We checked No. 3 ICL with a more accurate but more difficult method. We removed the pushrod and rocker, attached a COMP Cams extension (PN#4912) to our dial indicator stem, put it through the pushrod hole in the head, and indexed on the lifter body. The No. 3 intake centerline was also at 118 degrees. Once we advanced the cam by 2 degrees, using the INTENSE Racing adjustable timing chain set installed in Part 2, ICL was the 116 degrees required by COMP Cams, so we buttoned up the motor. During the cam change, Z-Industries' Ron Zimmer had our engine computer reinstall a program we ran before we tried to fix idle and knock.
With a little less camshaft and that earlier cal, the engine ran pretty well. Idle stability was improved. Misfire was virtually eliminated, and valve noise was reduced. We still saw some knock retard but we also observed the air/fuel ratio was a bit lean, which can cause detonation.
We headed back to Z-Industries for more fine-tuning. First, Zimmer added fuel at wide-open throttle then went a little more aggressive with the spark cal. Also, we limited knock retard to 7 degrees, down from 15 degrees. If we didn't have to pass California's emissions test, we could have stuck with the first camshaft provided we'd used an off-road calibration where code P0300 does not require the check engine light and knock retard be disabled. A modified 3800, calibrated that way, requires at least 91-octane gasoline.
Little ExtrasA rainy spring in Southern California had us trying Super Silicone wiper blades (PN#93060) from WeatherTech Auto Accessories, made by PIAA from "activated" silicone rubber. As the blade wipes, it leaves a slight residue, which builds over time, causing water to bead and making the wiper's job easier. Silicone WeatherTechs are more durable than typical rubber units, too, so they hold a sharp edge longer.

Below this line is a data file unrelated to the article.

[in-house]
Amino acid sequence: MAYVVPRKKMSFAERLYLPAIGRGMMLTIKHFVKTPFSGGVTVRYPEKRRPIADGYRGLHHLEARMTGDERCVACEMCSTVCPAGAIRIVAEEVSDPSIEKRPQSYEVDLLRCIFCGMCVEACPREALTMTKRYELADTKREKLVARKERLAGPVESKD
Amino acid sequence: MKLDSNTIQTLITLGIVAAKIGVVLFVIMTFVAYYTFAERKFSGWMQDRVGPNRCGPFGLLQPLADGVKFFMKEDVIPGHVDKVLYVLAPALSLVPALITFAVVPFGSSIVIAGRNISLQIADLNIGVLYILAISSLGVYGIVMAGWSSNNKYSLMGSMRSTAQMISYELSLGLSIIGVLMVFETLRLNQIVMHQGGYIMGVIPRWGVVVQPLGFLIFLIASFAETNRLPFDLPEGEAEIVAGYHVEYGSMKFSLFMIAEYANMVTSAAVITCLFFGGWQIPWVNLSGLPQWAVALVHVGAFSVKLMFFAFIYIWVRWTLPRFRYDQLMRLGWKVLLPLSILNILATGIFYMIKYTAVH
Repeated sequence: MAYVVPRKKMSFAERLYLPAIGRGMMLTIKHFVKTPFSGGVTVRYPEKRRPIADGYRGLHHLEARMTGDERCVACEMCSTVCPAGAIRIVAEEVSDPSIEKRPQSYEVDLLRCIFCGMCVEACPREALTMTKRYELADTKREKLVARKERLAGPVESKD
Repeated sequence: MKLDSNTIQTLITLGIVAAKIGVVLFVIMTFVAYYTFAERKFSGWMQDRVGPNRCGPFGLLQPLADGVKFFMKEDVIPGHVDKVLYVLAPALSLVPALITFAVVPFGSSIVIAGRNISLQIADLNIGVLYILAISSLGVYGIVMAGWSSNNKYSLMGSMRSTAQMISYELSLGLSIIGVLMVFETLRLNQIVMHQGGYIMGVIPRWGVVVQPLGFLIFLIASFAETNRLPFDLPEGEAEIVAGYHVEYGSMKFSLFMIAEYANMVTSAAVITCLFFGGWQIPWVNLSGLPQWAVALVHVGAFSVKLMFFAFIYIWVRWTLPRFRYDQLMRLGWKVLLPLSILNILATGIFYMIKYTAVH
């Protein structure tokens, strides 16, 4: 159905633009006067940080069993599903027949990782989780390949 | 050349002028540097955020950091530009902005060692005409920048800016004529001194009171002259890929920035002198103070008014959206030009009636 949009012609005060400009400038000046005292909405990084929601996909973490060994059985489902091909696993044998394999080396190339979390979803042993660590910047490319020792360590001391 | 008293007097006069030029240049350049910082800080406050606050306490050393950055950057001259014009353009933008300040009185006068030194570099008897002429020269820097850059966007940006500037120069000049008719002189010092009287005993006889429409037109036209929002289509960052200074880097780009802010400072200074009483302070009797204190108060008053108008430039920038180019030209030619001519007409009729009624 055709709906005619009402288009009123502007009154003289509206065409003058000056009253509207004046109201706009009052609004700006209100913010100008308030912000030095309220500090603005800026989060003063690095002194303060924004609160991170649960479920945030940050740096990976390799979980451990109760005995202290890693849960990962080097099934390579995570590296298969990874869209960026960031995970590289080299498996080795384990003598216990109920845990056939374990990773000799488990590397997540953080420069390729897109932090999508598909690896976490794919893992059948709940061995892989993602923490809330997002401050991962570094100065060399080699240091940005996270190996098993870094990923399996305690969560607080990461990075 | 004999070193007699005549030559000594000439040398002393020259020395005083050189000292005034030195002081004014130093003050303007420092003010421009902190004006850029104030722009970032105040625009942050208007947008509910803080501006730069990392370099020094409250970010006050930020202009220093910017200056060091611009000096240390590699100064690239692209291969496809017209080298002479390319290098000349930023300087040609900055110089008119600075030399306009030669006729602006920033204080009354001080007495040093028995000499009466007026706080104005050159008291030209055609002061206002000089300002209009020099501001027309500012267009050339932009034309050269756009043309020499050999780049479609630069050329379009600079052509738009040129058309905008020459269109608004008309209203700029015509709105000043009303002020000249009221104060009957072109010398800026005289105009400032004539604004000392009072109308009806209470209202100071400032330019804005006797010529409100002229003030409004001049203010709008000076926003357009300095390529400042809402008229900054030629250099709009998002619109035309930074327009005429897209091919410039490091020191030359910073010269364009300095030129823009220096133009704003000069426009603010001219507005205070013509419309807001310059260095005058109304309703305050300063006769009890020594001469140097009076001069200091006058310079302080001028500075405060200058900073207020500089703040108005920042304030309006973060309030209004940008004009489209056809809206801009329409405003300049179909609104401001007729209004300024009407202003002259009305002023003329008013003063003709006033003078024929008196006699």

FV6 needed better headlights-not cute, blue bulbs, either. We wanted lighting that worked, so we installed Harison-Toshiba, Halogen Infrared (HIR) bulbs (PNs #9011, #9012) from Daniel Stern Lighting, a performance lighting compo-nents distributor. Not "over-wattage," blue-tinted stockers, Harison-Toshiba bulbs' critical dimensions are the same as OE, but they use HIR technology, which eliminates short life, greater heat production, and higher current draw of over-wattage bulbs. Their power consumption is the same as stock, yet the low beam produces 87 percent more light, and the high beam produces 50 percent more light. Stern's HIRs enhanced our nighttime driving safety.
Thermal insulation on the engine's fuel hoses needed replacement, and we wanted to insulate other fuel system parts near the engine, too. We cut the tattered OE stuff away and replaced it with Design Engineering's Heat Sheath (PN#010419), using longer lengths to insulate more of the hoses. We used DEI Cool Tape (PN#010413) to bond the Sheaths to the hoses. We cut a 7-inch-by-10-inch square of DEI Floor and Tunnel Shield (PN#050503) to cover the ends of the hard fuel lines adjacent to the left exhaust manifold. All this was to keep the fuel cooler. More Cool Tape repaired insulation on crankshaft and camshaft position sensor wiring where it passes through a very hot area adjacent to the EGR valve. Lastly, in preparation for a future header installation, we added DEI Protect-a-Boots to our MSD Super Conductor plug wires.